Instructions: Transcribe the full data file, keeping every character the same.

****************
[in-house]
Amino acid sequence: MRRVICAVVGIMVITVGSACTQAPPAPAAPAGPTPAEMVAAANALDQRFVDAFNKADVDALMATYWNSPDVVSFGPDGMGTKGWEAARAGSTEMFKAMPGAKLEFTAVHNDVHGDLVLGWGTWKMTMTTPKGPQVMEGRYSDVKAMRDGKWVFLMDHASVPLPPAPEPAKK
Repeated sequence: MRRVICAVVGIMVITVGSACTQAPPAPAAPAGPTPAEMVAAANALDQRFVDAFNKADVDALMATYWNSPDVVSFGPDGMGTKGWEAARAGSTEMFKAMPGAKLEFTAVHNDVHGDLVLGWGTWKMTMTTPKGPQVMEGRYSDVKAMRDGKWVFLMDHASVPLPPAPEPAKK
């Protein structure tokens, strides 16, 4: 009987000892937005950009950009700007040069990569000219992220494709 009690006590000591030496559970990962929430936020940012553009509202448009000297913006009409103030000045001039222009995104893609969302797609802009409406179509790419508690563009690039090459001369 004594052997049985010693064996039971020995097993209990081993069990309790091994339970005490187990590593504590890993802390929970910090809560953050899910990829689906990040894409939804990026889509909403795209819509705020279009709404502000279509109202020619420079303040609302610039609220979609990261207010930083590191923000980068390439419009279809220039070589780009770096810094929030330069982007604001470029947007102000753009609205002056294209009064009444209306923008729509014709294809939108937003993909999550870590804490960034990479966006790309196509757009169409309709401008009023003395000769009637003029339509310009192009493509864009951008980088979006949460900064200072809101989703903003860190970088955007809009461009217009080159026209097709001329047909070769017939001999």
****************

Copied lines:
[in-house]
Amino acid sequence: MRRVICAVVGIMVITVGSACTQAPPAPAAPAGPTPAEMVAAANALDQRFVDAFNKADVDALMATYWNSPDVVSFGPDGMGTKGWEAARAGSTEMFKAMPGAKLEFTAVHNDVHGDLVLGWGTWKMTMTTPKGPQVMEGRYSDVKAMRDGKWVFLMDHASVPLPPAPEPAKK
Repeated sequence: MRRVICAVVGIMVITVGSACTQAPPAPAAPAGPTPAEMVAAANALDQRFVDAFNKADVDALMATYWNSPDVVSFGPDGMGTKGWEAARAGSTEMFKAMPGAKLEFTAVHNDVHGDLVLGWGTWKMTMTTPKGPQVMEGRYSDVKAMRDGKWVFLMDHASVPLPPAPEPAKK
């Protein structure tokens, strides 16, 4: 009987000892937005950009950009700007040069990569000219992220494709 009690006590000591030496559970990962929430936020940012553009509202448009000297913006009409103030000045001039222009995104893609969302797609802009409406179509790419508690563009690039090459001369 004594052997049985010693064996039971020995097993209990081993069990309790091994339970005490187990590593504590890993802390929970910090809560953050899910990829689906990040894409939804990026889509909403795209819509705020279009709404502000279509109202020619420079303040609302610039609220979609990261207010930083590191923000980068390439419009279809220039070589780009770096810094929030330069982007604001470029947007102000753009609205002056294209009064009444209306923008729509014709294809939108937003993909999550870590804490960034990479966006790309196509757009169409309709401008009023003395000769009637003029339509310009192009493509864009951008980088979006949460900064200072809101989703903003860190970088955007809009461009217009080159026209097709001329047909070769017939001999």